Bike sharing to go green, beat traffic

The Department of Transportation (DOT) hopes to kick-start a privately funded bike share system for the city that will help reduce traffic congestion and provide greener transportation for residents and tourists by 2012.
The system would provide affordable and convenient rental bicycles for customers on a 24-hour basis, and could be started by spring 2012.
DOT Commissioner Janette Sadik-Khan announced a Request for Proposals (RFP) Tuesday for private companies to provide and maintain the system.
“Biking has become a serious transportation option in New York and bike share is the clear next step,” said Sadik-Khan. “New York’s ideal geography, high residential and commercial density and growing bike infrastructure make it the perfect option for short trips since over 50 percent of trips in New York City are less than two miles.”
The RFP calls for answering private companies to bear all the costs and responsibilities for the system in its first five years, including implementation and maintenance. Additionally, it would share revenues with the city while no taxpayer funds would be used.
The RFP also calls for a system that would place bike share stations every few blocks. It also calls for memberships, which would allow an unlimited number of 30 minute trips at no additional cost. Since the program is meant to serve short trips, those longer than 30 minutes would incur a small charge.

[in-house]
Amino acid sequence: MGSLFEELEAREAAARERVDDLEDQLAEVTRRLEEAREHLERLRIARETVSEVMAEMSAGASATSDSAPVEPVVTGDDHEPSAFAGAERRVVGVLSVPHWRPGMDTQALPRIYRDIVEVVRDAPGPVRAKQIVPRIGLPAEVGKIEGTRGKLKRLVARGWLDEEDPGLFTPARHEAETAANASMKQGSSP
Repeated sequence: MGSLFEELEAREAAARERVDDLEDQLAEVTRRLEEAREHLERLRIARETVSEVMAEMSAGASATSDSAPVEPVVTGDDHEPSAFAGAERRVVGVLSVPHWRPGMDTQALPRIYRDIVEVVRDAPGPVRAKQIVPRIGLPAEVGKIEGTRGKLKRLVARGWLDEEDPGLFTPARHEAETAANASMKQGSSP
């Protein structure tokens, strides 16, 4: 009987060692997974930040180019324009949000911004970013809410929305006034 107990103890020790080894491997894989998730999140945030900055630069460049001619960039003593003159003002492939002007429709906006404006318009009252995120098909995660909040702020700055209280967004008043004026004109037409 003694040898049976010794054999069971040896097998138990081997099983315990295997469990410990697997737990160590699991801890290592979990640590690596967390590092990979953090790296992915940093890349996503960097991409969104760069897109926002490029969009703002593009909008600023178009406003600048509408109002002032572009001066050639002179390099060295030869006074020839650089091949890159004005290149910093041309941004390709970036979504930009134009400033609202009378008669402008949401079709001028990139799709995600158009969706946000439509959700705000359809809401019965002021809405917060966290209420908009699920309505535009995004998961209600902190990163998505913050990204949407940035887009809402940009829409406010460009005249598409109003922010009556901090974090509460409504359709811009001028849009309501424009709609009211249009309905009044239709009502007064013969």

The RFP did not specify the number of bicycles or the precise geographic area of the city to be covered. Preliminary city research indicates that a financially self sustaining program could include Manhattan south of 60th Street and surrounding neighborhoods. However, DOT is interested in systems that would span more than one borough.
“A bike sharing option would provide New Yorkers with another transportation option while reducing traffic,” said Deputy Mayor for Economic Development Robert K. Steel. “We are excited to see what creative ideas are submitted by the private sector through this RFP process.”
Bike share systems have already been implemented in other cities, including Paris, Barcelona, Denver and Montreal. The systems are always improving to reduce theft, which is allegedly almost non-existent in London and Washington D.C.

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